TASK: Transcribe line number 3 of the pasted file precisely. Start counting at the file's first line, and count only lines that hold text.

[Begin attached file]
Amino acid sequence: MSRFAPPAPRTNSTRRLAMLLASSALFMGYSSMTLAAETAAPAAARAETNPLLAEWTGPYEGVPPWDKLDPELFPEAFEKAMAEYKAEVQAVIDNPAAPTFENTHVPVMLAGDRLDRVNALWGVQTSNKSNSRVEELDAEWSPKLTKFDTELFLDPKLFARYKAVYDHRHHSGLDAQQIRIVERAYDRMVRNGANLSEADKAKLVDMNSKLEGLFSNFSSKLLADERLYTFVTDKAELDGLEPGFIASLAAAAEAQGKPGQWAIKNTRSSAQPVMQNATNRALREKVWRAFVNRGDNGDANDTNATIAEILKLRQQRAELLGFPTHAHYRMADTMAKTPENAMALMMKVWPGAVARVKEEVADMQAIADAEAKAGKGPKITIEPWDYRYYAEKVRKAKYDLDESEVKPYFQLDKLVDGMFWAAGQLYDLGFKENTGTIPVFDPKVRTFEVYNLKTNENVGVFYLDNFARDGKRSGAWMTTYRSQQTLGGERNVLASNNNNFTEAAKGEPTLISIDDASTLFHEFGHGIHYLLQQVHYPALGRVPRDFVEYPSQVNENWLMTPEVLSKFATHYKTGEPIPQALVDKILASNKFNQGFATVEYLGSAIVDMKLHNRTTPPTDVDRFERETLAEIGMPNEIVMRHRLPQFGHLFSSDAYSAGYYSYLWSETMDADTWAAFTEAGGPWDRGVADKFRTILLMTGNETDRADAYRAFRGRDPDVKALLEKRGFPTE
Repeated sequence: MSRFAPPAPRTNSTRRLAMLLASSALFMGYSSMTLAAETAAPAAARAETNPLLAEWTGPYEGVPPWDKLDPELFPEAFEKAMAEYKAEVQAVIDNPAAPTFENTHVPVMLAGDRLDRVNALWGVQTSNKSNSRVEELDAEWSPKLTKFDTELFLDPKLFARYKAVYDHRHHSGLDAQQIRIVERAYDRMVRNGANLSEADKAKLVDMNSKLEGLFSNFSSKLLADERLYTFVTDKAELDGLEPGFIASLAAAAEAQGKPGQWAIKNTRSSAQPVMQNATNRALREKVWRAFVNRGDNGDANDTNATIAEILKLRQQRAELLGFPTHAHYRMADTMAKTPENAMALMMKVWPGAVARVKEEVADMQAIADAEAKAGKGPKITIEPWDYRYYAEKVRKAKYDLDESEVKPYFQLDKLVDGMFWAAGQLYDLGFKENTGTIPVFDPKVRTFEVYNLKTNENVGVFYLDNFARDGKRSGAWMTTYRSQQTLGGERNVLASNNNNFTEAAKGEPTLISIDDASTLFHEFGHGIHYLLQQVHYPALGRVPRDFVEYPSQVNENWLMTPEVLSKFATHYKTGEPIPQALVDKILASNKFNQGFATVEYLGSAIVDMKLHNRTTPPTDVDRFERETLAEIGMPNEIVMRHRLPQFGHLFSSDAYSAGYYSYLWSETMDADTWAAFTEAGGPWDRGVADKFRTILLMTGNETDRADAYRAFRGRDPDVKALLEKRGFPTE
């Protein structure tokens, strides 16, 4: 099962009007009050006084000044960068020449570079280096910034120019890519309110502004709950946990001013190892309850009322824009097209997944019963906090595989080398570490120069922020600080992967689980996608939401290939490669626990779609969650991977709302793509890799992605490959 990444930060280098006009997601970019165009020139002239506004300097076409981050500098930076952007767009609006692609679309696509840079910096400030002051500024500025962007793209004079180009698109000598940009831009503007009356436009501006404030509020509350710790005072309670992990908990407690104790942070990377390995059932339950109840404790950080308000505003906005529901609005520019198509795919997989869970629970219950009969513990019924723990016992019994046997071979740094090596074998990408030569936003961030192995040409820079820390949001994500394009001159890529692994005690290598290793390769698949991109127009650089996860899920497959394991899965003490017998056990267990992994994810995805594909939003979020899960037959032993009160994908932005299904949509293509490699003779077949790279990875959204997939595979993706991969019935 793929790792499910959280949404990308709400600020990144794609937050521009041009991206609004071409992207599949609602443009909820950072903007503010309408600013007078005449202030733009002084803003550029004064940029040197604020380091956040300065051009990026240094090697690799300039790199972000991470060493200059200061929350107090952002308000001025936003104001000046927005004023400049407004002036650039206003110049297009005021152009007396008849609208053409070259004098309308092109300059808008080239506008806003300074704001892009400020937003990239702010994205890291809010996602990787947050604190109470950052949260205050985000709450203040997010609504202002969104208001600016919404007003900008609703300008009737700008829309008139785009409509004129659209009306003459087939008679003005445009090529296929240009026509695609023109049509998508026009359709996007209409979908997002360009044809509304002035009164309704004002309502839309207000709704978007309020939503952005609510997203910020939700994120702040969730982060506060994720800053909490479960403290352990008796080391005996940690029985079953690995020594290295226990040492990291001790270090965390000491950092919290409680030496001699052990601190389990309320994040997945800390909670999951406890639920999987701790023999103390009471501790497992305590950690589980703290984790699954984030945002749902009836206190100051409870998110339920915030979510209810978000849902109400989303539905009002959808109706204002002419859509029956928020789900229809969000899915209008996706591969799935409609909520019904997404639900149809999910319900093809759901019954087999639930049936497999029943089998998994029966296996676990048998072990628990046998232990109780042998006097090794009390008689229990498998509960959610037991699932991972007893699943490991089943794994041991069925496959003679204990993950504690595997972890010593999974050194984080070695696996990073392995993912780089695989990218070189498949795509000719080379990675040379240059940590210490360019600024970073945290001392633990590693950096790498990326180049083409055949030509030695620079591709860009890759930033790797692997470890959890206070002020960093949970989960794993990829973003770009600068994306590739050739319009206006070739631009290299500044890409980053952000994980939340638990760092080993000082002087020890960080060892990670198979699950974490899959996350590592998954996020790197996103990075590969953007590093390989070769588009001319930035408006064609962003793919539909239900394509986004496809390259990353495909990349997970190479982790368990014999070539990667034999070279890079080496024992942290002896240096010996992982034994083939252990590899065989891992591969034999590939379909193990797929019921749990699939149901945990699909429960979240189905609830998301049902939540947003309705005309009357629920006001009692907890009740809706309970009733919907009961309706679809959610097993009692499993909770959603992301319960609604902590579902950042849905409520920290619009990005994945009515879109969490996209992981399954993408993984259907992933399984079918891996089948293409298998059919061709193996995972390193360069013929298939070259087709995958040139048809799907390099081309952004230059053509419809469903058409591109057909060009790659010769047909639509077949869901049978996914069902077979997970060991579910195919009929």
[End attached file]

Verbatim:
């Protein structure tokens, strides 16, 4: 099962009007009050006084000044960068020449570079280096910034120019890519309110502004709950946990001013190892309850009322824009097209997944019963906090595989080398570490120069922020600080992967689980996608939401290939490669626990779609969650991977709302793509890799992605490959 990444930060280098006009997601970019165009020139002239506004300097076409981050500098930076952007767009609006692609679309696509840079910096400030002051500024500025962007793209004079180009698109000598940009831009503007009356436009501006404030509020509350710790005072309670992990908990407690104790942070990377390995059932339950109840404790950080308000505003906005529901609005520019198509795919997989869970629970219950009969513990019924723990016992019994046997071979740094090596074998990408030569936003961030192995040409820079820390949001994500394009001159890529692994005690290598290793390769698949991109127009650089996860899920497959394991899965003490017998056990267990992994994810995805594909939003979020899960037959032993009160994908932005299904949509293509490699003779077949790279990875959204997939595979993706991969019935 793929790792499910959280949404990308709400600020990144794609937050521009041009991206609004071409992207599949609602443009909820950072903007503010309408600013007078005449202030733009002084803003550029004064940029040197604020380091956040300065051009990026240094090697690799300039790199972000991470060493200059200061929350107090952002308000001025936003104001000046927005004023400049407004002036650039206003110049297009005021152009007396008849609208053409070259004098309308092109300059808008080239506008806003300074704001892009400020937003990239702010994205890291809010996602990787947050604190109470950052949260205050985000709450203040997010609504202002969104208001600016919404007003900008609703300008009737700008829309008139785009409509004129659209009306003459087939008679003005445009090529296929240009026509695609023109049509998508026009359709996007209409979908997002360009044809509304002035009164309704004002309502839309207000709704978007309020939503952005609510997203910020939700994120702040969730982060506060994720800053909490479960403290352990008796080391005996940690029985079953690995020594290295226990040492990291001790270090965390000491950092919290409680030496001699052990601190389990309320994040997945800390909670999951406890639920999987701790023999103390009471501790497992305590950690589980703290984790699954984030945002749902009836206190100051409870998110339920915030979510209810978000849902109400989303539905009002959808109706204002002419859509029956928020789900229809969000899915209008996706591969799935409609909520019904997404639900149809999910319900093809759901019954087999639930049936497999029943089998998994029966296996676990048998072990628990046998232990109780042998006097090794009390008689229990498998509960959610037991699932991972007893699943490991089943794994041991069925496959003679204990993950504690595997972890010593999974050194984080070695696996990073392995993912780089695989990218070189498949795509000719080379990675040379240059940590210490360019600024970073945290001392633990590693950096790498990326180049083409055949030509030695620079591709860009890759930033790797692997470890959890206070002020960093949970989960794993990829973003770009600068994306590739050739319009206006070739631009290299500044890409980053952000994980939340638990760092080993000082002087020890960080060892990670198979699950974490899959996350590592998954996020790197996103990075590969953007590093390989070769588009001319930035408006064609962003793919539909239900394509986004496809390259990353495909990349997970190479982790368990014999070539990667034999070279890079080496024992942290002896240096010996992982034994083939252990590899065989891992591969034999590939379909193990797929019921749990699939149901945990699909429960979240189905609830998301049902939540947003309705005309009357629920006001009692907890009740809706309970009733919907009961309706679809959610097993009692499993909770959603992301319960609604902590579902950042849905409520920290619009990005994945009515879109969490996209992981399954993408993984259907992933399984079918891996089948293409298998059919061709193996995972390193360069013929298939070259087709995958040139048809799907390099081309952004230059053509419809469903058409591109057909060009790659010769047909639509077949869901049978996914069902077979997970060991579910195919009929």